The Cubans. Yes, the Cubans. Look at them now. Antiamericans, obviously because of American treachery. That's what it boils down to: treachery, exploitation, expansionism, call it white chauvinism, arrogance and add to that, intimidation. The United States agains the third world countries. The strong against the weak.
Going back to the Philippine scene: the USA took a 180 degree about face in her policy toward the Philippines, in contrast to what they did in their Free-Cuba policy. Manifest Destiny. Claro Mayo Recto had elaborated on this in his speeches and essays years after McKinley and his advisers Theodore Roosevelt, Russell Alger and others came up with this resolution. The resolution simply meant that the United States would abandon her traditional foreign policy of non-intervention in the affairs of other nations, and put in its place a policy of
expansionism, or as the American political strategists would euphemistically refer to as "a policy of destiny".
The naval strategist Captain Alfred T. Mahan commented:
Spotlight on MAHAN in one section of the stage.
Expansion arose through no premeditated contrivance of our own; our wishes made no difference at all; it was natural, necessary, irrepressible.
Secretary of State John Hay chorused:
Spotlight on HAY in other section of the stage.
No man, no party, can fight with any chance of success against a cosmic tendency.
Still another influential expansionist, Chauncey Dephew said the following with certainty and confidence in regard to the
destiny of the United States of America:
Spotlight on Dephew in another section of the stage.
To crave for colonial possessions is in the blood, and no power can stop it.
The young, impetuous Assistant Secretary of the Navy who would later become President of the United States, Theodore Roosevelt, shaking his fist at a Gridiron Dinner commented:
Spotlight on Roosevelt sitting somewhere in the audience.
(shaking his fist) McKinley has no more backbone than a chocolate eclair. We will have this war for the freedom of Cuba in spite of the timidity of commercial interests.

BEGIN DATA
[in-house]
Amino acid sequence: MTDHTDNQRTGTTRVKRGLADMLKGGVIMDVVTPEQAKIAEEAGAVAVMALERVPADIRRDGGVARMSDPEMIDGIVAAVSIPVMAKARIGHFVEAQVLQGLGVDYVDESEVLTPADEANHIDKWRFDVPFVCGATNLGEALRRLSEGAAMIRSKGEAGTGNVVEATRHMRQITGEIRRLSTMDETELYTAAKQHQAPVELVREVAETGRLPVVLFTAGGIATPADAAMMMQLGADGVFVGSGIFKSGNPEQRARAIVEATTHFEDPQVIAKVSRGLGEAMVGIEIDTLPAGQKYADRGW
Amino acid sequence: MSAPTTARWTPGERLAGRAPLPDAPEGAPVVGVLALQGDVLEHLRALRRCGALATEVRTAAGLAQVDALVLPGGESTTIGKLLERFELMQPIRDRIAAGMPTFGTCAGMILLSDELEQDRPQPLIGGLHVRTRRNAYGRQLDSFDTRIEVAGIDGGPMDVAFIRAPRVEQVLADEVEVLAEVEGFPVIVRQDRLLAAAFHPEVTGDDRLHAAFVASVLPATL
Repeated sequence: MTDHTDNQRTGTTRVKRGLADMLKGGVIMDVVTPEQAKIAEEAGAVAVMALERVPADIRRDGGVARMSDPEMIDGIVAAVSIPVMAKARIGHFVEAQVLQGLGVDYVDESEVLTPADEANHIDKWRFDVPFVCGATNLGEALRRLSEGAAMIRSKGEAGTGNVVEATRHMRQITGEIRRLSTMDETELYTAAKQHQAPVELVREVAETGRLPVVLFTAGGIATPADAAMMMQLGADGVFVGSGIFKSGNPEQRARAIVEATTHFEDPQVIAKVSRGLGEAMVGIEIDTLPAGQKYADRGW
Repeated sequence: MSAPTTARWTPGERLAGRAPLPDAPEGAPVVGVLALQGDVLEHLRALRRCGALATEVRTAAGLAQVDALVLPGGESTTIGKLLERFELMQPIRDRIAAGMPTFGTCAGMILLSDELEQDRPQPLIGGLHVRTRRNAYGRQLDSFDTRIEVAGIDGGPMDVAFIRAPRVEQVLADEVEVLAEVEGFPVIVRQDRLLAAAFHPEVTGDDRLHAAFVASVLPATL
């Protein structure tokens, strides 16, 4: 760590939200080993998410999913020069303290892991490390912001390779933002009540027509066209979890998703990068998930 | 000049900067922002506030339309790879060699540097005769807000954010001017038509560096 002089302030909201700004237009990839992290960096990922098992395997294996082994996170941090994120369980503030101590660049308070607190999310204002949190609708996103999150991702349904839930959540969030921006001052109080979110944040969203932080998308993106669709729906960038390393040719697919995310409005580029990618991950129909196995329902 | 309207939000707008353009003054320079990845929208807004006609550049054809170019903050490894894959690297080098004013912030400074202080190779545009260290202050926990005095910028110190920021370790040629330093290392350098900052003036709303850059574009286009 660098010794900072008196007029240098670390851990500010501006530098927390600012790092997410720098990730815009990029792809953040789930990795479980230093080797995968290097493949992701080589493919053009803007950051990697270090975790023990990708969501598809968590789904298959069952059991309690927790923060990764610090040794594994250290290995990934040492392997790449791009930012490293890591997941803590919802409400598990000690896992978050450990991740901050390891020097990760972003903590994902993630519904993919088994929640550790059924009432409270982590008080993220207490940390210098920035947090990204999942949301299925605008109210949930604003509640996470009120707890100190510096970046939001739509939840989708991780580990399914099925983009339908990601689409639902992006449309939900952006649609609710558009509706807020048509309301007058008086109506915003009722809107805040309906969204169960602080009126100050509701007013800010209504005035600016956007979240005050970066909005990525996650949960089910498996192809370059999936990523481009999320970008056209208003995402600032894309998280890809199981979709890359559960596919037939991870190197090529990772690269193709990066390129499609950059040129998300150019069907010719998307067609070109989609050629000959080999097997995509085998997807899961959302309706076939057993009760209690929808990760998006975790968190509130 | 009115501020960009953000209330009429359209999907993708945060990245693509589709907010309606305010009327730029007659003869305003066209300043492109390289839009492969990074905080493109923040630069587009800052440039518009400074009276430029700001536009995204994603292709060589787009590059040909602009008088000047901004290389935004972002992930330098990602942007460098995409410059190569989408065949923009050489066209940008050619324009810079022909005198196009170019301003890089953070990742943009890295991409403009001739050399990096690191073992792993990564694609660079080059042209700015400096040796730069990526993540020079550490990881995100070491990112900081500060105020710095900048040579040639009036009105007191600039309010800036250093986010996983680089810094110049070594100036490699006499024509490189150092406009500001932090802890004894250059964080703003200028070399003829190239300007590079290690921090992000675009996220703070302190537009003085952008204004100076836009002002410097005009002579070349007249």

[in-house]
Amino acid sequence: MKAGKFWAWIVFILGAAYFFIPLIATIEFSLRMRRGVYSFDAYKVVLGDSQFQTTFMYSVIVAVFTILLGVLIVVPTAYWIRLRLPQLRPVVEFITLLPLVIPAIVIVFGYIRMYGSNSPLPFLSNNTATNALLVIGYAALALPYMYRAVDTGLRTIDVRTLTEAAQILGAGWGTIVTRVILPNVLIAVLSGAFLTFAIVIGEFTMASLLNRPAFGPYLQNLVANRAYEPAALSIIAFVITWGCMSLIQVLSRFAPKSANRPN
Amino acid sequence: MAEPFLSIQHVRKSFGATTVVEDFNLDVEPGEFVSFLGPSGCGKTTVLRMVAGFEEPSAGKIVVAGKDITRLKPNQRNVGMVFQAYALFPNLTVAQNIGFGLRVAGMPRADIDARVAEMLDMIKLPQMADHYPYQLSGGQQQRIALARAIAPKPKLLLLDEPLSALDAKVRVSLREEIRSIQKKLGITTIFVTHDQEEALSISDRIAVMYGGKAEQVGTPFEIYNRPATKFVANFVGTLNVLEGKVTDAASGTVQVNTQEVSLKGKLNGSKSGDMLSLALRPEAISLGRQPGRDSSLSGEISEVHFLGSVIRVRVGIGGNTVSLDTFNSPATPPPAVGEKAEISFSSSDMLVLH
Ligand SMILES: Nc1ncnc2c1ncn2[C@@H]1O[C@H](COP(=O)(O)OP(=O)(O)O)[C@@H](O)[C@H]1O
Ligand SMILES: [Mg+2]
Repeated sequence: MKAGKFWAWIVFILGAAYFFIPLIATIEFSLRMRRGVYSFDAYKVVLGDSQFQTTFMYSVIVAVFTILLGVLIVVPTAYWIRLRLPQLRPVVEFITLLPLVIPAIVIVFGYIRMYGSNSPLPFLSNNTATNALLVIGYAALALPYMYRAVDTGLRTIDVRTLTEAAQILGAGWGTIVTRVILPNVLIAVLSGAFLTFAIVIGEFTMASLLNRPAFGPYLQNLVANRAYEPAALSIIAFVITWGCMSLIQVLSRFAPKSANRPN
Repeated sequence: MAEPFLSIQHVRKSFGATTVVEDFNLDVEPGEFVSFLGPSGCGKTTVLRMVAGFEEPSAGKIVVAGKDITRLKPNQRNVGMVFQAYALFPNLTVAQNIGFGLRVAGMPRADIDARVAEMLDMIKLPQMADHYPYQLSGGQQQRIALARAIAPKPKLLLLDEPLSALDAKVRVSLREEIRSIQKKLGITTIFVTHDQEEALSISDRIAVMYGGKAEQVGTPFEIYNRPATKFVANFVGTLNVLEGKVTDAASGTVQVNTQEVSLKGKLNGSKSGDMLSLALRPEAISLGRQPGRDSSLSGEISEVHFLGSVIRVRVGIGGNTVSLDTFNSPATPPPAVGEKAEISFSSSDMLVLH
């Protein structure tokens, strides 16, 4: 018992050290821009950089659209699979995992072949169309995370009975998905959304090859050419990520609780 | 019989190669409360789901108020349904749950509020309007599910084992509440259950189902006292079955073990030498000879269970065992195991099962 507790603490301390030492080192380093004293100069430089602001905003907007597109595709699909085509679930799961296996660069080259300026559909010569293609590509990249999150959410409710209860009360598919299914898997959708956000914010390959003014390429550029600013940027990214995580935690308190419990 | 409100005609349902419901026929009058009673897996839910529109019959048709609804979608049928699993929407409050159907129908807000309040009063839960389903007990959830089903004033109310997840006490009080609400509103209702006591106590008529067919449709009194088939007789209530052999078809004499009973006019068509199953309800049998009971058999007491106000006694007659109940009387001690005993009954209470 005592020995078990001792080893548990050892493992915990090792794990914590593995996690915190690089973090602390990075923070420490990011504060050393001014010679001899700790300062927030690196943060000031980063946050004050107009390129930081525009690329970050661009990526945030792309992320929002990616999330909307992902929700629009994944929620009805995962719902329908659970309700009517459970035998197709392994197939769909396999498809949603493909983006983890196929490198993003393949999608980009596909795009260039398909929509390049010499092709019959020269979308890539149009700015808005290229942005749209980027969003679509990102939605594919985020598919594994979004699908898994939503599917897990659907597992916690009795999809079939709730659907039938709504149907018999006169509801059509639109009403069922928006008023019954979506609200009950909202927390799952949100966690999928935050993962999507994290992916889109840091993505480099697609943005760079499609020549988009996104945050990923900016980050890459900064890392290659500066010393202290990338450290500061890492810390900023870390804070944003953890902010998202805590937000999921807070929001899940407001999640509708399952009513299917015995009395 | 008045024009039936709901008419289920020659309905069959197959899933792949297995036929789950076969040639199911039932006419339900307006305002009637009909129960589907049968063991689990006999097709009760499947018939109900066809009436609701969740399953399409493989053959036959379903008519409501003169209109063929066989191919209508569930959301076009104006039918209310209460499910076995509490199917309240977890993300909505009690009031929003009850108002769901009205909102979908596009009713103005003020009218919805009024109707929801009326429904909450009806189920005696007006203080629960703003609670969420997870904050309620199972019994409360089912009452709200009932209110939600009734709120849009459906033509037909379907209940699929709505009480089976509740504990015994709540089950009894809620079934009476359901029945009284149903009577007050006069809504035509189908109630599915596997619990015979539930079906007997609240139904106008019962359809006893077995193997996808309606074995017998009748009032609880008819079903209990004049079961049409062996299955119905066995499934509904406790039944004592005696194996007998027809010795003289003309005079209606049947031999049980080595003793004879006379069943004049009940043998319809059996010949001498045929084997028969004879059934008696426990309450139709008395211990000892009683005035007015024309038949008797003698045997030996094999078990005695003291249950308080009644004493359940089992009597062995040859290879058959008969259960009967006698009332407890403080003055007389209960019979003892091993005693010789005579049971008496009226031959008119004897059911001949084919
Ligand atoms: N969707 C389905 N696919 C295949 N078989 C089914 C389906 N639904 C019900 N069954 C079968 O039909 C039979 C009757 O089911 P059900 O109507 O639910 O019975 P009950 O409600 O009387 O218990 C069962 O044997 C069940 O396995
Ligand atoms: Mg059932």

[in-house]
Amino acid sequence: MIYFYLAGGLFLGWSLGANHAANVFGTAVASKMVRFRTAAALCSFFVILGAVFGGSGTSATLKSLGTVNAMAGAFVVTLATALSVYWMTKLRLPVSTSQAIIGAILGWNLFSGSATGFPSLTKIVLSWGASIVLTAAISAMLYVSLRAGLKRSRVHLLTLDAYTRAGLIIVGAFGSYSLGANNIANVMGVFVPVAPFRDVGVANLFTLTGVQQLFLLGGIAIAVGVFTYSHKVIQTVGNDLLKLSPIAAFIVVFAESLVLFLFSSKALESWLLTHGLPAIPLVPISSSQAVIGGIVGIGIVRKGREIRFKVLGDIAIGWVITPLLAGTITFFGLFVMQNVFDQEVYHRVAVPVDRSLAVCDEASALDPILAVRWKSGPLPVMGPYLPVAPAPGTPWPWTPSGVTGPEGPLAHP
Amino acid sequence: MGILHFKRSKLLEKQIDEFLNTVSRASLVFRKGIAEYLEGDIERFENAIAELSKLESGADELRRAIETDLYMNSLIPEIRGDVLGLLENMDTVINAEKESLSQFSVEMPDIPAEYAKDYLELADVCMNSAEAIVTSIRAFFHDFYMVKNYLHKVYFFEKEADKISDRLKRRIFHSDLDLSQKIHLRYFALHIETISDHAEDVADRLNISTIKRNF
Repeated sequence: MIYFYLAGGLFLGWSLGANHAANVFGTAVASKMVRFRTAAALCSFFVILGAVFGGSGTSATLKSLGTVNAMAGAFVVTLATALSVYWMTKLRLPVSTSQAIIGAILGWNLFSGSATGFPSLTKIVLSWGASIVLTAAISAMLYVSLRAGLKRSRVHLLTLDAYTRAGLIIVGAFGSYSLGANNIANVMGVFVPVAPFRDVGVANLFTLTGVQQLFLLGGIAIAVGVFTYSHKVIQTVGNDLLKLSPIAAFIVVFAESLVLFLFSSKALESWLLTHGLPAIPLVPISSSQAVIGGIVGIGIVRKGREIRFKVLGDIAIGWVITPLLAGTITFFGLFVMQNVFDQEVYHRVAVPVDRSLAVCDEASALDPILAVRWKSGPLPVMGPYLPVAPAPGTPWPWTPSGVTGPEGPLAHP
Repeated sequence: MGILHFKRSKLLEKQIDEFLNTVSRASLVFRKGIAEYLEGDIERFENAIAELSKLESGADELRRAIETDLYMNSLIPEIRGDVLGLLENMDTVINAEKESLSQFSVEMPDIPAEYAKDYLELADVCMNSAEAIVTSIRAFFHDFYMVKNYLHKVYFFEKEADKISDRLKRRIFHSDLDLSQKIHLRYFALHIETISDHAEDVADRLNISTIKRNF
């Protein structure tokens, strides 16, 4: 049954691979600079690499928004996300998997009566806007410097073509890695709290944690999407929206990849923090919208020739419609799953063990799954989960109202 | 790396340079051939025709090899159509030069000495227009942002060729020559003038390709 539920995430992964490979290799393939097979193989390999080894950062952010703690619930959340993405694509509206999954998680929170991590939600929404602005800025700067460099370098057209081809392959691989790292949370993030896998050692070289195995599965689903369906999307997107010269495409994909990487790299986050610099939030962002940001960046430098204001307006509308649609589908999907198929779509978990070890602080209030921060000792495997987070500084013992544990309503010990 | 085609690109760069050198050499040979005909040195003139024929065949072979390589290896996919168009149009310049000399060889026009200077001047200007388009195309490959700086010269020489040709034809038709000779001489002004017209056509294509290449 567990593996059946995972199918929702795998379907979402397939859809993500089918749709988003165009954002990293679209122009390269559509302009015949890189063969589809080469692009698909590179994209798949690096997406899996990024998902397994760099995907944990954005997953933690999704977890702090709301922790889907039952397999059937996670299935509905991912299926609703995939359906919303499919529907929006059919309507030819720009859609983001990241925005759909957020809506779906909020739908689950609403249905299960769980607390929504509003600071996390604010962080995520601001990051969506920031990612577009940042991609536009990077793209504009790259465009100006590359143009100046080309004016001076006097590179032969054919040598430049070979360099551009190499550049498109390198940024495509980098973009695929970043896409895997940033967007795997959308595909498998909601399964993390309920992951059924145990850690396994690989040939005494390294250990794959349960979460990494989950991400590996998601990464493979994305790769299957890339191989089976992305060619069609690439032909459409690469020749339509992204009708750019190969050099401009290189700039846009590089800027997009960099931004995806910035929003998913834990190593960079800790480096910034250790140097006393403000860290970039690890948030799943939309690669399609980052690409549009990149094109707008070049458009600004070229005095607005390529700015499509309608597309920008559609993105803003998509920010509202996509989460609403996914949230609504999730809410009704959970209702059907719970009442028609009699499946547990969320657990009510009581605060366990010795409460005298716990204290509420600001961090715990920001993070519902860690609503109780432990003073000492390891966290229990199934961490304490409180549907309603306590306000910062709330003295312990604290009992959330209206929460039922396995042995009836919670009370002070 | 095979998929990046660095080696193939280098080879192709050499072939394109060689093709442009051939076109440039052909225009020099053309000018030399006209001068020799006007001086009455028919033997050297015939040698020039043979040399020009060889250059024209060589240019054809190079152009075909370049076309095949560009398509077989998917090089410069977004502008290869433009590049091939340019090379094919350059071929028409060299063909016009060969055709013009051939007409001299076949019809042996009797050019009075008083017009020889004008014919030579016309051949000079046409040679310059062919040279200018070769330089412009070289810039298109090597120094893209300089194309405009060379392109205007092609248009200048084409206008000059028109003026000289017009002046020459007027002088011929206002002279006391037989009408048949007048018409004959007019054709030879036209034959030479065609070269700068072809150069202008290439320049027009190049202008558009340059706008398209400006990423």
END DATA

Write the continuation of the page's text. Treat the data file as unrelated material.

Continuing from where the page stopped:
Another expansionist cabinet member, Secretary of War Russell Alger, a former Civil War Army General, said:
Spotlight on Alger.
President McKinley must declare war against Spain. He's making a great mistake. He's in danger of ruining himself and the Republican Party by standing in the way of the people's wishes. Congress will declare war in spite of him. He'll get run over, and the party with him.
The American Congress finally declared war against Spain over Cuba. What McKinley did not reckon with was that the Cuban War, with all its too idealistic message of liberating the Cubans from Spanish tyranny, was used by the scheming Roosevelt and company as a cover up for colonial expansion in the Pacific. The flimsy excuse given was to prevent the Spanish fleet from attacking the west coast of the United States. But everyone knew how flimsy this reason was. Long before the Spanish American War, naval experts in Asia knew the deplorable state of the Spanish fleet in Manila, which was composed of decrepit warships incapable of crossing the Pacific.
It exerted no threat whatsoever to the American West Coast or to anything. Commodore Dewey's one-sided victory over Montojo's ancient armada was a foregone conclusion long before the start of the Battle of Manila Bay.
Now, the $64,000 question. Why did the United States want the Philippines? The answer: greed. Back to our original thesis: mankind's greed and avarice. In the case of the USA, it was American Big Business. The Philippines was an ideal springboard to the vast Asia mainland market. Professor George Taylor, in his book America in the New Pacific says:
Spotlight on Taylor.
China and Japan had to be brought into the world market for our good, not their own.
The same idea was articulated by W.H. Seward with prophetic insight.
Spotlight on Seward.
We are rising to another and more sublime state of national progress--that of expanding wealth and rapid territorial aggrandizement. Commerce has brought the ancient continents near to us, and created necessities for new positions--perhaps connections or colonies there.